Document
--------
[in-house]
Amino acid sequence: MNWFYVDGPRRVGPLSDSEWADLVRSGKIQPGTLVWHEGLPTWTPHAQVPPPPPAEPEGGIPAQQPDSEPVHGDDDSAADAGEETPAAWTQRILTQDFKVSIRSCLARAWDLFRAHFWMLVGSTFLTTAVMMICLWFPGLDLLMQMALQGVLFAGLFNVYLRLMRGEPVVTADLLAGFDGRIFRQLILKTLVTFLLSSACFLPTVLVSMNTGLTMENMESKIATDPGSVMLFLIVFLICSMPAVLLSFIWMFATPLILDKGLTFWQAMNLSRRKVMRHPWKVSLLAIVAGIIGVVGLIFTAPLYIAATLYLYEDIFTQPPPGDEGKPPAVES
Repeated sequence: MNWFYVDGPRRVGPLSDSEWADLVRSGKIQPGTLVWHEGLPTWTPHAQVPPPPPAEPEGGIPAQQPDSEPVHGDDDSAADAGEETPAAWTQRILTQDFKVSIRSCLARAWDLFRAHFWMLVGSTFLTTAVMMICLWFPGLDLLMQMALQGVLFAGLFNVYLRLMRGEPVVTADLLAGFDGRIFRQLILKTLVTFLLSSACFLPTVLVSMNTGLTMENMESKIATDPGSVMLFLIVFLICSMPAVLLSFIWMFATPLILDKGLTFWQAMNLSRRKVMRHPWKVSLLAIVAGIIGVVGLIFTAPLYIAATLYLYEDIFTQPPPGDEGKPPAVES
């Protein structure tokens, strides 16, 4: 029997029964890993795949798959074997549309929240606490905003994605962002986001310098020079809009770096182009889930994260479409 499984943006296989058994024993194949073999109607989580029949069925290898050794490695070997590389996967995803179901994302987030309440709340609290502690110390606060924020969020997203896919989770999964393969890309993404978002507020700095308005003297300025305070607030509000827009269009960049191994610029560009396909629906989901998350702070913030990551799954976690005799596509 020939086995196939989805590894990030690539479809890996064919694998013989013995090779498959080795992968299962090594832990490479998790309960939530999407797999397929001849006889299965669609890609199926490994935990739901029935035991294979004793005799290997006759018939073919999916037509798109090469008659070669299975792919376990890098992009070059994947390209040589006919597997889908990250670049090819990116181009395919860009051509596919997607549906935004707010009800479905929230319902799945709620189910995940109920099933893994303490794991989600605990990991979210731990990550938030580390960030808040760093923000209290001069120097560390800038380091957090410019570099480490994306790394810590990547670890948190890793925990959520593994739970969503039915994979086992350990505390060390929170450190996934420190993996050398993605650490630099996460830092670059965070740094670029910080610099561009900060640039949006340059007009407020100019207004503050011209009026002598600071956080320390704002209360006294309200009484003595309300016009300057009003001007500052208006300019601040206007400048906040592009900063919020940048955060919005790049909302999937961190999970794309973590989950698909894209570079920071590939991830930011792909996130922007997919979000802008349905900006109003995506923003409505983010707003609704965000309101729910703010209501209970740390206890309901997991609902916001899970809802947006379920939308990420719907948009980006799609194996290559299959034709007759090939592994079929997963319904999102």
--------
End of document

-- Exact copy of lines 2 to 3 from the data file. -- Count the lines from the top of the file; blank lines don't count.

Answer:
Amino acid sequence: MNWFYVDGPRRVGPLSDSEWADLVRSGKIQPGTLVWHEGLPTWTPHAQVPPPPPAEPEGGIPAQQPDSEPVHGDDDSAADAGEETPAAWTQRILTQDFKVSIRSCLARAWDLFRAHFWMLVGSTFLTTAVMMICLWFPGLDLLMQMALQGVLFAGLFNVYLRLMRGEPVVTADLLAGFDGRIFRQLILKTLVTFLLSSACFLPTVLVSMNTGLTMENMESKIATDPGSVMLFLIVFLICSMPAVLLSFIWMFATPLILDKGLTFWQAMNLSRRKVMRHPWKVSLLAIVAGIIGVVGLIFTAPLYIAATLYLYEDIFTQPPPGDEGKPPAVES
Repeated sequence: MNWFYVDGPRRVGPLSDSEWADLVRSGKIQPGTLVWHEGLPTWTPHAQVPPPPPAEPEGGIPAQQPDSEPVHGDDDSAADAGEETPAAWTQRILTQDFKVSIRSCLARAWDLFRAHFWMLVGSTFLTTAVMMICLWFPGLDLLMQMALQGVLFAGLFNVYLRLMRGEPVVTADLLAGFDGRIFRQLILKTLVTFLLSSACFLPTVLVSMNTGLTMENMESKIATDPGSVMLFLIVFLICSMPAVLLSFIWMFATPLILDKGLTFWQAMNLSRRKVMRHPWKVSLLAIVAGIIGVVGLIFTAPLYIAATLYLYEDIFTQPPPGDEGKPPAVES